Digging up a book at Stalag Luft III


Excavating escape tunnel ‘Dick’ at Stalag Luft III

I have only excavated one buried book, in Poland, on the site of one of the most famous events of the Second World War. On the night of the March 24 1944 a group of more than 200 Allied prisoners of war attempted to break out of Stalag Luft III prison camp in Sagan, Silesia (Brickhill 1979). This was the largest escape ever attempted, involving the digging of three massive tunnels, and became known as The Great Escape. The escape was masterminded by Squadron Leader Roger Bushell, known as ‘Big X’, and involved a complex organization of tunnel diggers, document forgers, teams to dispose of the excavated earth, technicians to build tunnel props and air pumps, and tailors to turn military uniforms into civilian clothes for disguises.


The route of escape tunnel ‘Harry’, marked on the surface

On the night of the escape 77 men managed to escape from the camp before the alarm was raised. Many of those waiting in the tunnel or in the hut which disguised its entrance heard the alarms and proceeded to destroy or hide their forged documents and disguises (Brickhill 1979: 191). Of the escapers, three made successful ‘home runs’ to neutral countries, while the other 74 were recaptured. Of these, 50 were murdered in cold blood, singly or in pairs, on Hitler’s personal orders.

The wooden huts on the site are now long gone, leaving only the concrete bathroom floors and the brick piers on which the huts once stood. The site of the camp has now returned to its natural, heavily wooded state. In 2003 during the run-up to the 70th anniversary of the escape I was part of a team of investigators led by a television crew who visited the site of the Great Escape to locate and excavate one of the three escape tunnels (Pringle et al. 2007). In the entrance to the tunnel we found a number of artefacts including a makeshift lamp and a home-made rubber passport stamp.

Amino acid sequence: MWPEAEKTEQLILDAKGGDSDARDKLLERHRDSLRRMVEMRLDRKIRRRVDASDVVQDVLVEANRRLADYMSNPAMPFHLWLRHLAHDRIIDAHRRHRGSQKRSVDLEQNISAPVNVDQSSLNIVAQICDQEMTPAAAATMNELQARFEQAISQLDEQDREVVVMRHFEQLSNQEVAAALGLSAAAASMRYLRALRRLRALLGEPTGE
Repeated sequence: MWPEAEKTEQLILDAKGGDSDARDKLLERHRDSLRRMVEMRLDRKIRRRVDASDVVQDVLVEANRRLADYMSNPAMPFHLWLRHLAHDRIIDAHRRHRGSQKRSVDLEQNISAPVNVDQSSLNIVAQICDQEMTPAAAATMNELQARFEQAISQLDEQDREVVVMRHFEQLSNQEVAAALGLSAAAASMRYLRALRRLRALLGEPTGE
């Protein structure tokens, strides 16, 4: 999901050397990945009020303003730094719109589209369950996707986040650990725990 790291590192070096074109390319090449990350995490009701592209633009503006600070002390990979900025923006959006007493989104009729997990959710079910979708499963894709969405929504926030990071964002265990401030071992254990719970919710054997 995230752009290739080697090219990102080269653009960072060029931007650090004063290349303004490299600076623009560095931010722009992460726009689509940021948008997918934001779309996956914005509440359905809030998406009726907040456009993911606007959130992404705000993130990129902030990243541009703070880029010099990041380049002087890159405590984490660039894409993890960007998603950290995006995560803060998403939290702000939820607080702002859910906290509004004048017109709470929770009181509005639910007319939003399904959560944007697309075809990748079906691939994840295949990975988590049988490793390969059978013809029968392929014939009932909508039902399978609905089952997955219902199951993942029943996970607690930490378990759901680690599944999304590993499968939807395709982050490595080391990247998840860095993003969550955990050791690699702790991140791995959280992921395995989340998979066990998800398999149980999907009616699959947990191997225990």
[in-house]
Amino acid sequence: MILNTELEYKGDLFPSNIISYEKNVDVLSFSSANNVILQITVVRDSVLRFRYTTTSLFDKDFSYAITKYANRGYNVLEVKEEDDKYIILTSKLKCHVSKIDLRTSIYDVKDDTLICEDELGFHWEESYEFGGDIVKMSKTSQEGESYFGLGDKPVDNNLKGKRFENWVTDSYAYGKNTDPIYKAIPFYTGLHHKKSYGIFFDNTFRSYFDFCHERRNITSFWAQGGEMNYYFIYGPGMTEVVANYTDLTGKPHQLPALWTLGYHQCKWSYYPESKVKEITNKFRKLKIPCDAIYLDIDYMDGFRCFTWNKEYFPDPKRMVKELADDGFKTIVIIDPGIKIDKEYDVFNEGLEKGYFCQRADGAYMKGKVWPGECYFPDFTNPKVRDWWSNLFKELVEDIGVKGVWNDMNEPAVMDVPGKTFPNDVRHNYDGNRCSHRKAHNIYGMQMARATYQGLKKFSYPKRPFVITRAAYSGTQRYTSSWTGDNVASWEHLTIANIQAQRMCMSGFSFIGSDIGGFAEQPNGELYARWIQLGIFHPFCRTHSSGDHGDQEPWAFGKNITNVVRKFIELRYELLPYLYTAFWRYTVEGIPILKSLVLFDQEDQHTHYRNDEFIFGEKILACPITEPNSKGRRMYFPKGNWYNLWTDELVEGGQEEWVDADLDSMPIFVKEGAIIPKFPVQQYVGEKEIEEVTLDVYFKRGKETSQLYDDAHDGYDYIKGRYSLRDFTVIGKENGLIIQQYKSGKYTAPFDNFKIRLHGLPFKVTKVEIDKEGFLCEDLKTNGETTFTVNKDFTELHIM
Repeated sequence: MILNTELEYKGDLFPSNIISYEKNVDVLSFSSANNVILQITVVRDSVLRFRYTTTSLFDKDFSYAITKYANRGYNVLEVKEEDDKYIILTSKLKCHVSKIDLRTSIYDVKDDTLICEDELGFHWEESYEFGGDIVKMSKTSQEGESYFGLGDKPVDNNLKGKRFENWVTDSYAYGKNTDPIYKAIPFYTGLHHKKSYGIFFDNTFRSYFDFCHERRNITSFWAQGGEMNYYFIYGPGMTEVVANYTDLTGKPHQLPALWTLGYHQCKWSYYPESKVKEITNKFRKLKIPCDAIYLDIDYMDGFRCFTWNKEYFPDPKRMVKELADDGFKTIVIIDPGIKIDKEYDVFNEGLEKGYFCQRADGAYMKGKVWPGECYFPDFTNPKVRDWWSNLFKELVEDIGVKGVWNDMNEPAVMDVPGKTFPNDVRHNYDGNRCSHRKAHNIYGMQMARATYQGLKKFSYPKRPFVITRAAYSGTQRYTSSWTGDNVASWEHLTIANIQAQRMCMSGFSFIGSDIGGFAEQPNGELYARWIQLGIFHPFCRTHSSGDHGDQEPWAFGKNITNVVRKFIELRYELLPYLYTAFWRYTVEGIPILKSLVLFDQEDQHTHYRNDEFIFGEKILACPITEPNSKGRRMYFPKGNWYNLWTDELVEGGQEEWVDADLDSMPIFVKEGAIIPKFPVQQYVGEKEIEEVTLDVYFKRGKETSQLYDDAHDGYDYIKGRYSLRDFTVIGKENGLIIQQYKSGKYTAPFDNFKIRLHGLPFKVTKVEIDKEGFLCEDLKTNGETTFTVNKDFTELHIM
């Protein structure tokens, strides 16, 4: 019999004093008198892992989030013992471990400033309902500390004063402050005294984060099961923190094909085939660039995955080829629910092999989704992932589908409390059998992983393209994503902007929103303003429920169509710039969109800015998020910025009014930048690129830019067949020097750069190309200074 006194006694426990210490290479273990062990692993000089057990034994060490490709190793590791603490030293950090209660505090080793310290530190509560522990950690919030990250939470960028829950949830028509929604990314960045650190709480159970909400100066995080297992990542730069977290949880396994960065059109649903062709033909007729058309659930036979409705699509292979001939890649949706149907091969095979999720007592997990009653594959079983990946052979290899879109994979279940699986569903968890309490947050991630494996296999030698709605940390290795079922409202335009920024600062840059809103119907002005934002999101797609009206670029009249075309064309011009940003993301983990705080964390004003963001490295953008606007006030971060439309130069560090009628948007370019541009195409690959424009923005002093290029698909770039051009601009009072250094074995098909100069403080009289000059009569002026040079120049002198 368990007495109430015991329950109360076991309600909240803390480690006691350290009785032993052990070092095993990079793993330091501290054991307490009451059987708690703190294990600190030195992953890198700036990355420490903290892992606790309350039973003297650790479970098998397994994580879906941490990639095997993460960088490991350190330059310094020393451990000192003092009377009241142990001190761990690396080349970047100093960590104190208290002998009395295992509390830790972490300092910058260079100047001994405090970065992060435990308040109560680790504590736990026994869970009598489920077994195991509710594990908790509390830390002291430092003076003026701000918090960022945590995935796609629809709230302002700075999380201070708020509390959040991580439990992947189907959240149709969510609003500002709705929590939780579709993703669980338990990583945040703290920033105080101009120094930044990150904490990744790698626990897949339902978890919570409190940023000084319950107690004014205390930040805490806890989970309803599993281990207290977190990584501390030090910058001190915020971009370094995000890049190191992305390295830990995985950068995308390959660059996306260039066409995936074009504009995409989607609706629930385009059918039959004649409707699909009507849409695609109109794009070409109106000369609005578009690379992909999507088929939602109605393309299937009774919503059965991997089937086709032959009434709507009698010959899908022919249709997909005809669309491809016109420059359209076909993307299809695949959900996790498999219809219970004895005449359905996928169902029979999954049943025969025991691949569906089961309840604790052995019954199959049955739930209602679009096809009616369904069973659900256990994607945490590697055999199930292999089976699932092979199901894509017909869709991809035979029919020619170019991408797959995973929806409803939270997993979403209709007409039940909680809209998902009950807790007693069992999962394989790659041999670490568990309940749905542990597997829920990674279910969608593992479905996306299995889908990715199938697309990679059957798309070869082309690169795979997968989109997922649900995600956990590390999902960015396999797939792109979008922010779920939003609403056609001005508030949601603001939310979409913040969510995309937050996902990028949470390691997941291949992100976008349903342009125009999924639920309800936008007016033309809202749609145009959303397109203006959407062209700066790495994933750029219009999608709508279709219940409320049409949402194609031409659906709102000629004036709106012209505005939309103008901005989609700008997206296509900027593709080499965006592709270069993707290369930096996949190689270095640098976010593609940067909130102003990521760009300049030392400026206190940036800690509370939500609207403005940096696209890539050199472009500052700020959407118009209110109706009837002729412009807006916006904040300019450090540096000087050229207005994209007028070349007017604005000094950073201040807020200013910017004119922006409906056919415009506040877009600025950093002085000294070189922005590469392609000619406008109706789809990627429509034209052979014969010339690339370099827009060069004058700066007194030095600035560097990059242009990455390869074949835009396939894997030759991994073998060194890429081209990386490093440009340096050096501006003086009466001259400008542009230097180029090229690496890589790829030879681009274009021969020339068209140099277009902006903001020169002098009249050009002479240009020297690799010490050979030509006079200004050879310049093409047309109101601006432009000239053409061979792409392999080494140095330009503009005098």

Ceramic bowl with Luftwaffe stamp

In the sandy soil beside one of the brick piers I excavated the damp and friable remains of a small cardboard suitcase. Too badly eroded to be lifted from the soil, I carefully scraped through the black powdery remains of the suitcase lid, revealing the remains of a shirt and jacket both equally degraded by time and moisture into fine fragments. The buttons of both garments had survived, and the jacket buttons proved to be metal military uniform buttons with small squares of beige cloth glued over them – most probably a rough but effective disguise. Also in the suitcase were a rusty set of watercolour paints and a German paperback book.


The watercolour paintbox from the excavated suitcase


The book, a truly astonishing thing to have survived at all, was in fragments no bigger than a fingernail. No more than three or four words could be made out on any one piece, and it was impossible to tell – beyond the language – what book it was. The identity of the owner of the suitcase has never been discovered, so the true story of the paperback book buried in the sandy earth of Stalag Luft III is likely to remain unknown.


Brickhill, P. 1979. The Great Escape. London: Arrow Books.

Pringle, J., Doyle, P. and Babits, L.E. 2007. Multidisciplinary investigations at Stalag Luft III allied prisoner-of-war camp: The site of the 1944 ‘Great Escape’, Zagan, Western Poland. Geoarchaeology 22, 729-46.

  1. It’s a fascinating story. How did you get involved in the project in the first place?

    • Just luck! The project directors were looking for 2 student volunteers, my friend and I were undergraduates and we applied. It was an amazing thing to be a part of, and all three of the Great Escapers who we met are now sadly deceased.

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